Andrew Thomson has a lot to say about it. And he’s well positioned to do so. As a DJ, promoter and head of the electronic label Huntleys+Palmers, pushing that conversation every day
For a city where summer is people’s ‘favourite day of the year,’ Glasgow has a surprisingly vibrant music scene. The Huntleys+Palmers imprint is undoubtedly one of the key players.
From his cloudy Glasgow and my snowy Montreal, we went back and forth about his approach to running a label, the role of tastemakers for emerging artists, and the Scottish scene.
How did Huntleys+Palmers start?
H+P started back in 2007 to promote the artists, DJ’s and music that I loved in my hometown of Glasgow. Over the years I’ve continued to do that via promoting parties, releasing records, hosting mixes and any other way possible.
Huntleys+Palmers‘ visual identity
How do you find and select artists to release on your label?
I like to think that the music finds me—either through personal connections or the odd demo. Until now, I’ve only been interested in working with new artists and have typically avoided working with already established/released artists, which is a longer way of working, but I find it more exciting and rewarding in the long run.
I check everything I get sent—which seems to increase week by week —but there’s inevitably only the odd nugget every now and again which catches my attention and provokes that excitement you get from hearing something special for the first time. That being said, I have started to commission remixes from a lot of my favourite artists for the first time and I’ll be working with a few of my musical heroes in the not too distant future.
What are some current technological challenges you face as an independent record label?
I think getting heard above the noise is becoming an increasingly big factor. The democratization of technology has enabled everyone and anyone to make and release music from anywhere, but there’s only really a few influential media outlets to cater for an increasing demand. So getting onto the radar of listeners will continue to be a challenge for new artists. We’ve been hearing a lot about the ‘echo chamber’ effect social media is having on politics recently and I think the same applies to music.
Perhaps as a coping mechanism to cut through the exhausting amount of releases, mixes, recordings, podcasts, radio shows, video streams, etc, we turn to familiar platforms as a reliable way to inform ourselves, but it would be impossible for them to cover the amount of quality music getting released on a weekly basis. I think this partly explains the rising popularity in vinyl again—you can go to a shop with a reasonable degree of confidence that you’ll find something for you. But that industry is also struggling to cope with the glut of music choking up pressing plants.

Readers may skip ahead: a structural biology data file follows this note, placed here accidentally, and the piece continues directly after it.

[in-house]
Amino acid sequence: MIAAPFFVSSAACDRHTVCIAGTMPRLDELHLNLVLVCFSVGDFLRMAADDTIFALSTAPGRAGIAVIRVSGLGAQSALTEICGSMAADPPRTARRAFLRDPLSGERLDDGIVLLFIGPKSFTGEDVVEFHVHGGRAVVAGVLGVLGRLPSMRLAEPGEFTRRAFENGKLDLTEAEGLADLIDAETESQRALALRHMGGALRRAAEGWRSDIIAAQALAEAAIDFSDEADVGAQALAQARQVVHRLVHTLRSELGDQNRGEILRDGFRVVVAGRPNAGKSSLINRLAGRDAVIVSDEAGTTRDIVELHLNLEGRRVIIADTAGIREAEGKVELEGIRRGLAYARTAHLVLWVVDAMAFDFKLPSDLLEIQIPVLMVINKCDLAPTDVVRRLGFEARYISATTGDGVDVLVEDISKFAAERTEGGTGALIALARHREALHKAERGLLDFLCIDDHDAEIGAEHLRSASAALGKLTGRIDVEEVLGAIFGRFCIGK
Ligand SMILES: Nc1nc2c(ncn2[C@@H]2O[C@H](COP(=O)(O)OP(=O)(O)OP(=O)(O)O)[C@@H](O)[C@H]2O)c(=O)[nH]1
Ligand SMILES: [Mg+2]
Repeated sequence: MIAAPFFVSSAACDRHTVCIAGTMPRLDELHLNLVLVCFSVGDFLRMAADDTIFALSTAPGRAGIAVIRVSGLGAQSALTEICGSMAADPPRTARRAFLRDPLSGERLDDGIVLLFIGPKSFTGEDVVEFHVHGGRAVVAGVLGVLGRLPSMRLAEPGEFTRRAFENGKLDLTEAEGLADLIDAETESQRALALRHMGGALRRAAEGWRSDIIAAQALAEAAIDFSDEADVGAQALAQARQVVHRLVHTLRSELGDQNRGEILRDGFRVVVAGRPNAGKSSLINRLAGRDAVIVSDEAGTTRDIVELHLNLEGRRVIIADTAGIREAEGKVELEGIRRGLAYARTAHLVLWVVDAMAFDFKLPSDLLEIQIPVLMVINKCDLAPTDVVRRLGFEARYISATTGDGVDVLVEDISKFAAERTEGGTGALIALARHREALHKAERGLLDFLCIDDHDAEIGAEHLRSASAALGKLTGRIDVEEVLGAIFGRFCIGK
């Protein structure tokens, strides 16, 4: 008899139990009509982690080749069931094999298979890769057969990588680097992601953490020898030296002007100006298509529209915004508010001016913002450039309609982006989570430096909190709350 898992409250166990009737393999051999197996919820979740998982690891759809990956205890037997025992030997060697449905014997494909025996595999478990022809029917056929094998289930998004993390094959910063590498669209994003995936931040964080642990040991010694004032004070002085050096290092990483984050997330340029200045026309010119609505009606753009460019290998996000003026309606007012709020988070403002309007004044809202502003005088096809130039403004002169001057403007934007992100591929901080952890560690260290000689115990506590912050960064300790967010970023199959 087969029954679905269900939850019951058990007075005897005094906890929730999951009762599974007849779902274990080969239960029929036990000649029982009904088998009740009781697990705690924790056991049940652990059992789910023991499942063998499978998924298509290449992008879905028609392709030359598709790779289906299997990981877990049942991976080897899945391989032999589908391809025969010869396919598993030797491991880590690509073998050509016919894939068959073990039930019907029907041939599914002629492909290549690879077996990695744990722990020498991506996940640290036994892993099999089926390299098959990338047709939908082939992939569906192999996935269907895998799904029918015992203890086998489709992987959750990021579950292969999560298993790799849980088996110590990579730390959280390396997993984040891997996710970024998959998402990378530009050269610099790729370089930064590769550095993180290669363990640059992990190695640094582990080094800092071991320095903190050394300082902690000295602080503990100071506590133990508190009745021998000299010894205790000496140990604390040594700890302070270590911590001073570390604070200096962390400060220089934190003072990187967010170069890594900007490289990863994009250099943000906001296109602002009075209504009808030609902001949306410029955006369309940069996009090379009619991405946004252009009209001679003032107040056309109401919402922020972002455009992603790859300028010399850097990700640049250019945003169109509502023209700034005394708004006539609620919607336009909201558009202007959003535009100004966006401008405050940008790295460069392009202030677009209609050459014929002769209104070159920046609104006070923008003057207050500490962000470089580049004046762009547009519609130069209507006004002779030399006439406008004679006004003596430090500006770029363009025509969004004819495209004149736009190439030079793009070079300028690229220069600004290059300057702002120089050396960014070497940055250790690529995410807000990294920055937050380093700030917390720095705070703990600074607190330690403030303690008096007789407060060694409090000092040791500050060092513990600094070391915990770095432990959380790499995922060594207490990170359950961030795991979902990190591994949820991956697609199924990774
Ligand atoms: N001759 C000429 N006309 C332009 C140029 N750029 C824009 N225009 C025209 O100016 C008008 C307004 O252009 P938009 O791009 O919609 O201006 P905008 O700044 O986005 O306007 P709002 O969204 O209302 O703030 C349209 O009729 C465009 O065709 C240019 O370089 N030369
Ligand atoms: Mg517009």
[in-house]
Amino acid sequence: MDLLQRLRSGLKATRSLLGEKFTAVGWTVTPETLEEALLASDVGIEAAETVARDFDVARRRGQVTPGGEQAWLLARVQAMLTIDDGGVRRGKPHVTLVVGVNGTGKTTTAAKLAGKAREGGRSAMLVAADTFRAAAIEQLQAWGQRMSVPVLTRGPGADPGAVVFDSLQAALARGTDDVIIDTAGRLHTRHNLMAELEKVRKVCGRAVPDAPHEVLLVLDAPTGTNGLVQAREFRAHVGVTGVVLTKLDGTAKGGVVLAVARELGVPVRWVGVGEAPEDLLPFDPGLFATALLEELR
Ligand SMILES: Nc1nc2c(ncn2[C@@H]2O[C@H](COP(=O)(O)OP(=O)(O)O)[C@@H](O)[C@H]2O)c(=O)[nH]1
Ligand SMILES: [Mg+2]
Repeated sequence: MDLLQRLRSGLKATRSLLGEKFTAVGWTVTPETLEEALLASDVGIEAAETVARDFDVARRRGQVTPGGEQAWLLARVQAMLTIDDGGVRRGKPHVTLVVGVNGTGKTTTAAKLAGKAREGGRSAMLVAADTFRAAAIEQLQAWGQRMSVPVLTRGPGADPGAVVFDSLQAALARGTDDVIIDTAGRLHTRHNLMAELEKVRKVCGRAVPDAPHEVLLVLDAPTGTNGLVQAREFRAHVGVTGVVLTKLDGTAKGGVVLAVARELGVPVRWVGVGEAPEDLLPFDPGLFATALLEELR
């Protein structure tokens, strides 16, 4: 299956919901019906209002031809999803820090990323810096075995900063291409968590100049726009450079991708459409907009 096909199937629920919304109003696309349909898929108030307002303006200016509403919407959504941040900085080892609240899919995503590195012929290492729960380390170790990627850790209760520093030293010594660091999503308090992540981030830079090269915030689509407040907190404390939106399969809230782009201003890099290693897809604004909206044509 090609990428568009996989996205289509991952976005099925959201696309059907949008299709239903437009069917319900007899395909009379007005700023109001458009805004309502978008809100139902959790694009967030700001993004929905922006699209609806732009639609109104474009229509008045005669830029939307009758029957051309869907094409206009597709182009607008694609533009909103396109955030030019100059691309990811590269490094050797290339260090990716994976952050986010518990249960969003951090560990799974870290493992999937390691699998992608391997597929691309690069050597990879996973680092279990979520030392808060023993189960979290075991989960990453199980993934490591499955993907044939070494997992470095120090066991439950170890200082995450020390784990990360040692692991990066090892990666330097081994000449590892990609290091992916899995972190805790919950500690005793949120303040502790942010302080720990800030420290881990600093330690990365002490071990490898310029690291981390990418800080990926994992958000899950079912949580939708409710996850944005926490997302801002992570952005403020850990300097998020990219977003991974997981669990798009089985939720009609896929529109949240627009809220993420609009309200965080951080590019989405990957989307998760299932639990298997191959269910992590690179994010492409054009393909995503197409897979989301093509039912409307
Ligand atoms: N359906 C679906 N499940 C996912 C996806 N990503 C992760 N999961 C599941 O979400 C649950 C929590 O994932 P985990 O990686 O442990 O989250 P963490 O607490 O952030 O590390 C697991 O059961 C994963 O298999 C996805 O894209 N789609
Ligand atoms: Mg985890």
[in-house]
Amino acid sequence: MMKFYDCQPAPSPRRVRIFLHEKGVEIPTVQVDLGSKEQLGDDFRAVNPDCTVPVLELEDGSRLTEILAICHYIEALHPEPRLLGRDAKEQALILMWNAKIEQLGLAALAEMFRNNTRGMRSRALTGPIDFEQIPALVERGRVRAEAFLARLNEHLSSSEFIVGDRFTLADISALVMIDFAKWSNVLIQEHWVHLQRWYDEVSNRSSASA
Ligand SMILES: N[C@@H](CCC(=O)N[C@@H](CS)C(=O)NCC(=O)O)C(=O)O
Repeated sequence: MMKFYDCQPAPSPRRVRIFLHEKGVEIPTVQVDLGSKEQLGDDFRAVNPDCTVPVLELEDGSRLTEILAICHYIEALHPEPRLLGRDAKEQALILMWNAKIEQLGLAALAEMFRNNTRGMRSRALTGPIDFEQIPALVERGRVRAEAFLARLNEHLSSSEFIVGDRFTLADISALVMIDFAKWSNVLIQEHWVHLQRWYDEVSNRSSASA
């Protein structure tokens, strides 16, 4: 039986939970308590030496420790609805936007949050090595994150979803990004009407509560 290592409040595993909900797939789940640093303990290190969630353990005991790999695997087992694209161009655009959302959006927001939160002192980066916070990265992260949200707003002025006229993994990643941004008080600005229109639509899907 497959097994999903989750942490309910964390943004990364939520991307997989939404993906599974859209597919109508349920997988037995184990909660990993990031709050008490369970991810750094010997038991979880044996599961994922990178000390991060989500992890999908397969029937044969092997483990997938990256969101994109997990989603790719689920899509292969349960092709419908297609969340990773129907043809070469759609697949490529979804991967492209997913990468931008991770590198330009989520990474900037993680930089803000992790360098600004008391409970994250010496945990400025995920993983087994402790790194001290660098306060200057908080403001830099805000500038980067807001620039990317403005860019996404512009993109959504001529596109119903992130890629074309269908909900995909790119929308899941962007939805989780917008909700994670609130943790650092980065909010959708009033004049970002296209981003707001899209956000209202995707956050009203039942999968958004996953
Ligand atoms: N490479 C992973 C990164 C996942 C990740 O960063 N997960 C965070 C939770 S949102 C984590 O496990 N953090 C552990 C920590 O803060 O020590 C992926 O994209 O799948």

Andrew via Stamp the Wax.
Maybe this was also the case pre-internet, as there would have only been print and radio, but there would have been less access to studio technology, so it feels like it will become more difficult for new artists and labels starting out now. These compilations are a good example of how much great music is out there on people’s hard drives with a low likelihood to ever emerge from beneath the surface and connect with the audience it deserves.
So yeah, I think technology is a bit of a blessing and a curse, but it’s here to stay and I’m confident there will be some savvy pieces of ingenuity to emerge along the way and help artists get recognized. I think that’s where the importance of strong tastemakers like DJ’s, promoters, and labels will play an even greater role, as they provide trust and quality.
As a label, are you aiming for a recognizable ‘Huntleys + Palmers sound’ or more of an eclectic approach to what you release?
I think the more music I release the easier it will be to grasp what to expect from the musical output. As a music lover first and foremost, I like all kinds of music and now that I run a label, why should it not reflect my tastes? In recent years I’ve been DJ’ing a lot more and I think that helps contextualise where the label sits in the bigger picture. From that point of view, I think I’ve managed to develop a sound—which is still very broad, but makes connections between different styles.
Auntie Flo and Andrew Thomson on Beats in Space.
That being said, I’ve just started a new label called ‘BELTERS‘, which will have more of a considered policy to the output—catering for house and techno mainly—with ‘Highlife‘ covering the ‘international’ sounds and H+P becoming more of a bespoke label for special projects, albums, etc. This will also allow more music to be released over the 3 labels—which is something I’m not short of.